A view of the ruins of the town of Sai. Founded by the Egyptians on the island of the same name in the Nile, in what is now Sudan, the town was occupied from 1500 until 1200 BC. Credit: Julia Budka Ludwig-Maximilians-Universitaet (LMU) in Munich Egyptologist Julia Budka is studying the impact of intercultural contacts in Ancient Egypt. Her excavations in Sudan have uncovered a tomb dating to around 1450 BC on the island of Sai in the Nile. A previously unknown tomb, some 3400 years old, has recently been uncovered on the island of Sai in the River Nile. It was in use for some time and contains the remains of up to 25 persons. Further analysis of the finds could elucidate the multicultural nature of the island’s population during this period. The island was then located in Nubia, which was the primary source of gold for the New Kingdom of the Egyptian Pharaohs at that time. The tomb was most probably built for a master goldsmith by the name of Khnummose, and was discovered during excavations conducted by Julia Budka, Professor of Egyptian Archaeology and Art. Investigation of the tomb’s contents and inscriptions has so far revealed that, following the conquest by the Pharaoh Thutmose III of the local African Kerma kingdom of Kerma, the local elites were rapidly integrated by the new regime. The earliest Egyptian-style burials on Sai date to the reign of this king.
Over the past 5 years, Budka has carried out parallel studies on three different Egyptian settlements that were established during the period of the so-called New Kingdom between 1500 und 1200 BC. The excavations on the island of Sai, which lies in what is now the Sudanese section of the Nile, not only provide insights into the relationship between the official representatives of the occupying power and the local Nubian population, they also demonstrate that the island was inhabited for longer than hitherto assumed. ”It had been thought that the settlement on the island was abandoned after the foundation of a new town at Amara West. Our finds, on the other hand, prove that Hornakht, one of Egypt’s highest ranking bureaucrats during the reign of Ramses II, not only had his official residence on the island, but was also buried there,” says Budka. This clearly shows that the town on Sai survived until about 1200 BC. Several Egyptian cemeteries have been identified in the vicinity of the town of Sai. In one of them Julia Budka has excavated a tomb (Tomb 26) consisting of several chambers in which as many as 25 people were buried. Credit: Julia Budka A stone statuette depicting a so-called shabti or servant for the afterlife. Because shabtis typically bear the name of the deceased, the occupant could be identified as the master goldsmith Chnummose. Credit: Julia Budka The wooden coffin has disintegrated, probably as a result of flooding, but this heart-shaped stone scarab was found nearby. Credit: Julia Budka Explore further:Identity unearthed: Excavations in Sudan reveal the transformation Egyptian and Nubian culture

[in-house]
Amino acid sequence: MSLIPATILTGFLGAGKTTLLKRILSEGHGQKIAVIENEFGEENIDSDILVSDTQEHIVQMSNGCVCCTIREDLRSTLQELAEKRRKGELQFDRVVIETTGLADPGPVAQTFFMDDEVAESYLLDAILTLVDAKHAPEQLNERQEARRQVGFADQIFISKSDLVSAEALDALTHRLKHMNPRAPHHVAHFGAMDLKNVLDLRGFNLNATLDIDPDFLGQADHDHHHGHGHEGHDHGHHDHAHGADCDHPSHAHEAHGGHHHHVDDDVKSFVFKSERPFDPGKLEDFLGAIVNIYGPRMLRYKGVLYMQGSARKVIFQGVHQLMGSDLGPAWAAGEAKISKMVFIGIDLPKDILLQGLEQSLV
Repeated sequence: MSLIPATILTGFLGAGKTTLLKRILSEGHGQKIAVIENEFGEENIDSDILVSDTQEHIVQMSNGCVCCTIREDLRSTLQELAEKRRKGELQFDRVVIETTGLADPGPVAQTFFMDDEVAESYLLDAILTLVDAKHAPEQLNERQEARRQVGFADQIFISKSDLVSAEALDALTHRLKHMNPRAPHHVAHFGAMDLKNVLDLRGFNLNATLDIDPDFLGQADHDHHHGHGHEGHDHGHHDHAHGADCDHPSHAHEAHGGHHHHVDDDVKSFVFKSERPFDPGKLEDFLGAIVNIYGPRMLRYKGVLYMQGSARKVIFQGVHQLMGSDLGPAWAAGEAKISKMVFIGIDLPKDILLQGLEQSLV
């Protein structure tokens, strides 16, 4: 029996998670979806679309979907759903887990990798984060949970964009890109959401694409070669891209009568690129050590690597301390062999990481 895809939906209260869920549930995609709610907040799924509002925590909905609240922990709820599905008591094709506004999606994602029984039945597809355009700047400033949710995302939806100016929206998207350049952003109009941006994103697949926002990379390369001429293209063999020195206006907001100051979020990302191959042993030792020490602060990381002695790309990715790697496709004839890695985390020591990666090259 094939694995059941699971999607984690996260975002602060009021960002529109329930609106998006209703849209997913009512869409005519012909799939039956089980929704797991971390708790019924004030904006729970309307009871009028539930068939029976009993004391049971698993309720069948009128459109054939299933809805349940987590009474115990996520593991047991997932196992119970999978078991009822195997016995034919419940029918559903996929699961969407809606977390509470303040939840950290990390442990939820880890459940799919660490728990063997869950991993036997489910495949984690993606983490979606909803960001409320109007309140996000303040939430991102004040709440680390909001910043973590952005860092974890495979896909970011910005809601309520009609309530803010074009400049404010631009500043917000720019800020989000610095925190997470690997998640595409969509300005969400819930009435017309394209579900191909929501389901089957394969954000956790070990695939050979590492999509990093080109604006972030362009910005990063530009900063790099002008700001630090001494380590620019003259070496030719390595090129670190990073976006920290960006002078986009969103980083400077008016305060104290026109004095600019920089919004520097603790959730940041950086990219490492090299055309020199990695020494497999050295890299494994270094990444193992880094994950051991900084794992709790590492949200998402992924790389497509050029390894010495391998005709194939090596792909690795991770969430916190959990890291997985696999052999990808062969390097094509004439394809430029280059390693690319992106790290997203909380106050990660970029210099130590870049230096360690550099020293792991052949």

Provided by:Ludwig Maximilian University of Munich